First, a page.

Running time 208 min; analog inputs and outputs for use in connection with analog PAL systems; Additives for use in digital component systems; Playback of the video and audio signals intended for recording possible before recording; Rewinding speed max. 100 times normal speed; automatic tracking of the magnetic heads during playback for optimal scanning; numerous built-in add-ons for image processing.

 

The relevant companies are also working on the development of suitable digital video recorders for the announced HDTV television processes. For example, Sony demonstrated a system as early as 1989, set up for the Japanese Hi-Vision standard with 1125 lines / 60 Hz, field scanning.

 

Some features of this laboratory device:

 

Band width 12.65 mm; Belt speed 80.5 cm / s; Relative speed head / tape 51.5 m / s; Video track width 27 µm; shortest recorded wavelength 0.69 µm; Data rate 1.188 Gbit / s; Recording density 77.7 kbit / mmz. Metal pigment tape required.

 

European industry is also working on digital video frequency magnetic tape recorders as part of the Eureka 95 project. These will achieve 1250 lines / 50 Hz with full screen display.

 

1.5 Storage and carrier materials for magnetic information carriers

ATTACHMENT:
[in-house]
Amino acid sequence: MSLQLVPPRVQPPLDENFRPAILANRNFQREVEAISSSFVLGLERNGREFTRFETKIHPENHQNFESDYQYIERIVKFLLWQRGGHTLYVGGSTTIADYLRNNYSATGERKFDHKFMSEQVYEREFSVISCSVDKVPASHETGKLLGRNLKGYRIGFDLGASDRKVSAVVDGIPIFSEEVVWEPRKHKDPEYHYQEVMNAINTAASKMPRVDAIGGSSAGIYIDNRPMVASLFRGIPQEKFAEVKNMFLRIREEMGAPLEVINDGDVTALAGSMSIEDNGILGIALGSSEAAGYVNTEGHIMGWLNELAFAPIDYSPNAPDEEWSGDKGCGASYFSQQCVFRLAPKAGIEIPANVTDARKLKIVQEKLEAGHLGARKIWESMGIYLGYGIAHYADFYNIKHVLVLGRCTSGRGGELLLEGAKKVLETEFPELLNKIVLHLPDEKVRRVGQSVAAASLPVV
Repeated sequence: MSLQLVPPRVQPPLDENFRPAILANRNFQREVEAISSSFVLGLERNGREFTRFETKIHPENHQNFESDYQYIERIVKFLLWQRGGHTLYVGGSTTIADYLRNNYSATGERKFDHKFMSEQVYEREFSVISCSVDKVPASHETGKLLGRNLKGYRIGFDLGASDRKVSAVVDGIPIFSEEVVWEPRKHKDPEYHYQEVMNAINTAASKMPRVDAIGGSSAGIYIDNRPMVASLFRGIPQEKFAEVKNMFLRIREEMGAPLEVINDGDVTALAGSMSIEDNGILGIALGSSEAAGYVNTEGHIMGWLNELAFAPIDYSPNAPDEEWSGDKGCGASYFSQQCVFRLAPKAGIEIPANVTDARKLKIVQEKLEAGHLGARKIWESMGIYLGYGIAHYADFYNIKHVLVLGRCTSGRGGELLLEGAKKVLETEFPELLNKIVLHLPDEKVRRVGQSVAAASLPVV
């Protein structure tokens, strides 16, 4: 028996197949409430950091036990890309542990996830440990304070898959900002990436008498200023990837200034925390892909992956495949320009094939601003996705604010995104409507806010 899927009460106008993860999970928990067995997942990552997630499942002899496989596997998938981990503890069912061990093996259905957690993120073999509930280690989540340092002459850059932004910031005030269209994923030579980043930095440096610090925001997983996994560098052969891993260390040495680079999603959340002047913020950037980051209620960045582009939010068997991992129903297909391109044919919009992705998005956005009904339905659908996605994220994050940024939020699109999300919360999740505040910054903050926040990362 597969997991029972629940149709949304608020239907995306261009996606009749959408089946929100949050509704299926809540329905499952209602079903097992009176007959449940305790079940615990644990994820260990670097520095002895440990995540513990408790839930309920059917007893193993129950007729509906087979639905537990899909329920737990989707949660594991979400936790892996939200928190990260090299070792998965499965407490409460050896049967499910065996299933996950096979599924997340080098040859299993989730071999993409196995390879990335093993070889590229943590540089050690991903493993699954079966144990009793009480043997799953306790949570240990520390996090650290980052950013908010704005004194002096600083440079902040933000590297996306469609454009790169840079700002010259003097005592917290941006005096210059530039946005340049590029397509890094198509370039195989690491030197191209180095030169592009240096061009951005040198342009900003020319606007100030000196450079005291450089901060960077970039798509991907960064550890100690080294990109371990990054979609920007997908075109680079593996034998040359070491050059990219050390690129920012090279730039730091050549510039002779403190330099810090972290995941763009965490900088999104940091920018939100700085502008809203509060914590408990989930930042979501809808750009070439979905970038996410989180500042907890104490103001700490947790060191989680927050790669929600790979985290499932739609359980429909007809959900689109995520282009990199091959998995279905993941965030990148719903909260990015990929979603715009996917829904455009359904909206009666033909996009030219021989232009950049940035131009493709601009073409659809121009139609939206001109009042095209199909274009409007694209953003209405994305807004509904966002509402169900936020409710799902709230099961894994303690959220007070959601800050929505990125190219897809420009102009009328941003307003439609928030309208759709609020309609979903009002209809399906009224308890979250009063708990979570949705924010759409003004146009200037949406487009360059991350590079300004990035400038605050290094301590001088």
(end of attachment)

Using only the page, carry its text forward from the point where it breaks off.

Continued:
From the beginning of magnetic storage technology until the mid-thirties, homogeneous steel in the form of wire, or more rarely tape, was the only storage material used. Because the memory is at the same time a carrier, namely metal, it is not possible to cut in an operational manner in order to process the recorded audio recordings. Wire also has a functional disadvantage compared to the information carriers commonly used today: it twists during the run, so that the defined association between wire and magnetic heads required for optimal magnetization and scanning is impossible. In retrospect, it was one of the striking steps in the development of magnetic storage technology when Fritz Pfleumer not only invented the magnetic tape in its current form at the end of the twenties, but also successfully endeavored to manufacture and market it. In his DRP 500 900 "Lautschriftträger" issued in 1928, it is described that "the. . . Powder with permanent magnetic properties _ _. is applied to the entire surface of the substrate in an even layer thickness and thickness ". According to this recipe, quantities of information carriers that can no longer be recorded have been created. It does not diminish the importance of Pf1eumer's work that in 1936 his patent was null and void because the American O'Neill had received a corresponding property right in the USA shortly before him. O'Neill's idea remained a desk invention. As a storage material, Pfleumer initially used powdered hardened steel, which he fixed in the form of a suspension on paper tape. The research and development work that began in 1932 at IG Farben, Ludwigshafen plant, now BASF, and is still carried out in numerous companies around the world, has resulted in advances in both magnetic and mechanical information carrier properties: improvements in remanence, coercive field strength, particle dimensions, Fixation of the storage materials during production in a preferred direction and, in the case of the carrier materials, improvements in strength, surface properties and flatness as well as reduction in thickness, to name just a few of the essential parameters.